starch /ˈstɑrʧ/ 名詞
Starch, v. t. [imp. & p. p. Starched p. pr. & vb. n. Starching.] To stiffen with starch.
Starch a. Stiff; precise; rigid. [R.]
1. Chem. A widely diffused vegetable substance found especially in seeds, bulbs, and tubers, and extracted (as from potatoes, corn, rice, etc.) as a white, glistening, granular or powdery substance, without taste or smell, and giving a very peculiar creaking sound when rubbed between the fingers. It is used as a food, in the production of commercial grape sugar, for stiffening linen in laundries, in making paste, etc.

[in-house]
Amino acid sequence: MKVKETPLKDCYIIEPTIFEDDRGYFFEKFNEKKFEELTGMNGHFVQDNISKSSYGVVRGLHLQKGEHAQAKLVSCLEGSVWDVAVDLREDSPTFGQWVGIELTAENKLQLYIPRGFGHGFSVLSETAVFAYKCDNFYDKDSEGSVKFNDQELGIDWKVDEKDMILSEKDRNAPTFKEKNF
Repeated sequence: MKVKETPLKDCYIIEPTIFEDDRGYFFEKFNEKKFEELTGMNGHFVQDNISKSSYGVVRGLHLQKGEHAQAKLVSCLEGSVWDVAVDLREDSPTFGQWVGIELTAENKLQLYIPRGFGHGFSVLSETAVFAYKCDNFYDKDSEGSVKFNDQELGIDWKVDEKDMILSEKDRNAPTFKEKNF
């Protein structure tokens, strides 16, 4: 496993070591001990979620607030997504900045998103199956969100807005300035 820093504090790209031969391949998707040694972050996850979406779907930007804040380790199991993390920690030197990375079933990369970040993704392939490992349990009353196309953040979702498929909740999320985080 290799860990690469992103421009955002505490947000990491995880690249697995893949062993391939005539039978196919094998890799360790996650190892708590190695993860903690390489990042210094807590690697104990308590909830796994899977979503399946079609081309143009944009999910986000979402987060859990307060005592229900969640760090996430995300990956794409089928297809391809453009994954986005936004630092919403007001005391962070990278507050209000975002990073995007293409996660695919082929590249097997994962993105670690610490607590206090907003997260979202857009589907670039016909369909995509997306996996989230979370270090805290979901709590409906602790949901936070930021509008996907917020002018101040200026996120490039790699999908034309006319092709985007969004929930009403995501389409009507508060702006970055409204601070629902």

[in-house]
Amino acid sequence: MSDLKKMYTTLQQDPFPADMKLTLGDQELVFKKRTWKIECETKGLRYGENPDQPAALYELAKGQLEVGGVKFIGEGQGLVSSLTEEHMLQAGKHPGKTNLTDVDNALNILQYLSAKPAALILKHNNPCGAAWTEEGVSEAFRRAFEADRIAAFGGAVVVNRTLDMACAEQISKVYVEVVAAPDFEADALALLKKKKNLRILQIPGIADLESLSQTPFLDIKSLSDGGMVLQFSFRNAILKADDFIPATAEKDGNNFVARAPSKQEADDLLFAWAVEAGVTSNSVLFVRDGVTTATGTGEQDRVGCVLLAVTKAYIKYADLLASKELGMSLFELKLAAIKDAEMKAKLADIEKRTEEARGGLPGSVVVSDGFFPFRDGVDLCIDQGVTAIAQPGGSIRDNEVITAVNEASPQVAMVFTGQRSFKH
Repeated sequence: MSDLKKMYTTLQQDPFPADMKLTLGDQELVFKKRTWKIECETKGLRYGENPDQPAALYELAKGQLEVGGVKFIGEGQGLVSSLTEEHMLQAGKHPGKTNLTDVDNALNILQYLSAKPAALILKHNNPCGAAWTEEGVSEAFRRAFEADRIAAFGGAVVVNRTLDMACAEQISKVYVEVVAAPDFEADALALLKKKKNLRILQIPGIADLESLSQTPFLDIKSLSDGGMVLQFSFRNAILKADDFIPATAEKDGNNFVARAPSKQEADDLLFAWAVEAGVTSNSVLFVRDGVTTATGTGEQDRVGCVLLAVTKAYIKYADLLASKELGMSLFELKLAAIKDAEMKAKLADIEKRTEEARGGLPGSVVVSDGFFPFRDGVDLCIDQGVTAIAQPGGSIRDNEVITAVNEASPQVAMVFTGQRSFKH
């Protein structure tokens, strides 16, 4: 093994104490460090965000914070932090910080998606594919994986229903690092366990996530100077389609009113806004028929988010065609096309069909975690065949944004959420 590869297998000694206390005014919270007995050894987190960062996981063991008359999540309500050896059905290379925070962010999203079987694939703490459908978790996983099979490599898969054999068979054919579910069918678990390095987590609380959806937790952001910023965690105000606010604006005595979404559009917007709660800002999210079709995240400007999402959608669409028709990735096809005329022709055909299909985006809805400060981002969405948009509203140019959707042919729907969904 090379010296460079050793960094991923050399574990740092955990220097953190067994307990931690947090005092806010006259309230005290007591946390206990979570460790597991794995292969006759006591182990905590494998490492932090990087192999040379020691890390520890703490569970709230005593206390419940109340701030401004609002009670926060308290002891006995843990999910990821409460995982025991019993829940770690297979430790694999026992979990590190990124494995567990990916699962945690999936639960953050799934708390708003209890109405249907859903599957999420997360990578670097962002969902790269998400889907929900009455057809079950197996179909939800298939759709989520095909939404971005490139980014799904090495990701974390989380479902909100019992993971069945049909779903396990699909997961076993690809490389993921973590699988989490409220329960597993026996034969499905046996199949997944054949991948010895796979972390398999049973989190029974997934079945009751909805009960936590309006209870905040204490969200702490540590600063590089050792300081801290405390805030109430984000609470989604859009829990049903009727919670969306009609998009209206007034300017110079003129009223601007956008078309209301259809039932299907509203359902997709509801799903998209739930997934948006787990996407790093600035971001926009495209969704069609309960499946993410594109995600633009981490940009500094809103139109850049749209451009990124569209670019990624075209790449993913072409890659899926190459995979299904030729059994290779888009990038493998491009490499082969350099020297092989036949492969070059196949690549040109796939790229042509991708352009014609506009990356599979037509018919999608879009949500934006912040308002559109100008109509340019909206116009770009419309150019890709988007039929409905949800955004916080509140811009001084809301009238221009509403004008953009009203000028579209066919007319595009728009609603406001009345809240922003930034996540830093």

Note: ☞ Starch is a carbohydrate, being the typical amylose, C6H10O5, and is detected by the fine blue color given to it by free iodine. It is not fermentable as such, but is changed by diastase into dextrin and maltose, and by heating with dilute acids into dextrose. Cf. Sugar, Inulin, and Lichenin.
2. Fig.: A stiff, formal manner; formality.
Starch hyacinth Bot., the grape hyacinth; -- so called because the flowers have the smell of boiled starch. See under Grape.
n : a complex carbohydrate found chiefly in seeds, fruits,
tubers, roots and stem pith of plants, notably in corn,
potatoes, wheat, and rice; an important foodstuff and
used otherwise especially in adhesives and as fillers and
stiffeners for paper and textiles [syn: amylum]
v : stiffen with starch; "starch clothes"